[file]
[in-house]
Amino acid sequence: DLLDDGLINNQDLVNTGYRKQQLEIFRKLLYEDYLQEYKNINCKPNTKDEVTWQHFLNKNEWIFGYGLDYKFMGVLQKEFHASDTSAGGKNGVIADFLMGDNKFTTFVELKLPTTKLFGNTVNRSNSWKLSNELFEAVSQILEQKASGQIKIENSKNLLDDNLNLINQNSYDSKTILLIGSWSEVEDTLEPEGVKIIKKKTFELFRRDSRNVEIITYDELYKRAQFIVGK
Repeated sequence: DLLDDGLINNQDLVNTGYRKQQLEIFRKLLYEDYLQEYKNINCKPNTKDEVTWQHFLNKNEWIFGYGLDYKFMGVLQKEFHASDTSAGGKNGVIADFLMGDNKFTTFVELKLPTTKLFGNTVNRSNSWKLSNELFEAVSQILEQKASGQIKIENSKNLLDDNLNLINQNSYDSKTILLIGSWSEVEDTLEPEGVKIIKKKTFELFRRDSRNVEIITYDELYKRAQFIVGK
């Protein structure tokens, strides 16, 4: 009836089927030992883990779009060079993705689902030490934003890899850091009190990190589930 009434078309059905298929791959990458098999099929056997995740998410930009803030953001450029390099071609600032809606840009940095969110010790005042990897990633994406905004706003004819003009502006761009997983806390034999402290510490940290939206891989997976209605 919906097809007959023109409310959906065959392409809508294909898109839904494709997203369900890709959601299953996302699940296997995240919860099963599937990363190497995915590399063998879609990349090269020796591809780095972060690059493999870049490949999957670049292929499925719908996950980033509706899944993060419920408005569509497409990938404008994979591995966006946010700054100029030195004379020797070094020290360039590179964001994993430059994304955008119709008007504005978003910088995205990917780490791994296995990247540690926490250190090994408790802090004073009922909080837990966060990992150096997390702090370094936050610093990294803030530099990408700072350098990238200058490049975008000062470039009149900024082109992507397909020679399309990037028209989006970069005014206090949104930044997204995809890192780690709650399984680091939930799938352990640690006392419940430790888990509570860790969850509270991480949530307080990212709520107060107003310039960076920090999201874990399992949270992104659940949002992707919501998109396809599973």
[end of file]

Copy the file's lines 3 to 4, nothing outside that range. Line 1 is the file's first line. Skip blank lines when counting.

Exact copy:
Repeated sequence: DLLDDGLINNQDLVNTGYRKQQLEIFRKLLYEDYLQEYKNINCKPNTKDEVTWQHFLNKNEWIFGYGLDYKFMGVLQKEFHASDTSAGGKNGVIADFLMGDNKFTTFVELKLPTTKLFGNTVNRSNSWKLSNELFEAVSQILEQKASGQIKIENSKNLLDDNLNLINQNSYDSKTILLIGSWSEVEDTLEPEGVKIIKKKTFELFRRDSRNVEIITYDELYKRAQFIVGK
């Protein structure tokens, strides 16, 4: 009836089927030992883990779009060079993705689902030490934003890899850091009190990190589930 009434078309059905298929791959990458098999099929056997995740998410930009803030953001450029390099071609600032809606840009940095969110010790005042990897990633994406905004706003004819003009502006761009997983806390034999402290510490940290939206891989997976209605 919906097809007959023109409310959906065959392409809508294909898109839904494709997203369900890709959601299953996302699940296997995240919860099963599937990363190497995915590399063998879609990349090269020796591809780095972060690059493999870049490949999957670049292929499925719908996950980033509706899944993060419920408005569509497409990938404008994979591995966006946010700054100029030195004379020797070094020290360039590179964001994993430059994304955008119709008007504005978003910088995205990917780490791994296995990247540690926490250190090994408790802090004073009922909080837990966060990992150096997390702090370094936050610093990294803030530099990408700072350098990238200058490049975008000062470039009149900024082109992507397909020679399309990037028209989006970069005014206090949104930044997204995809890192780690709650399984680091939930799938352990640690006392419940430790888990509570860790969850509270991480949530307080990212709520107060107003310039960076920090999201874990399992949270992104659940949002992707919501998109396809599973």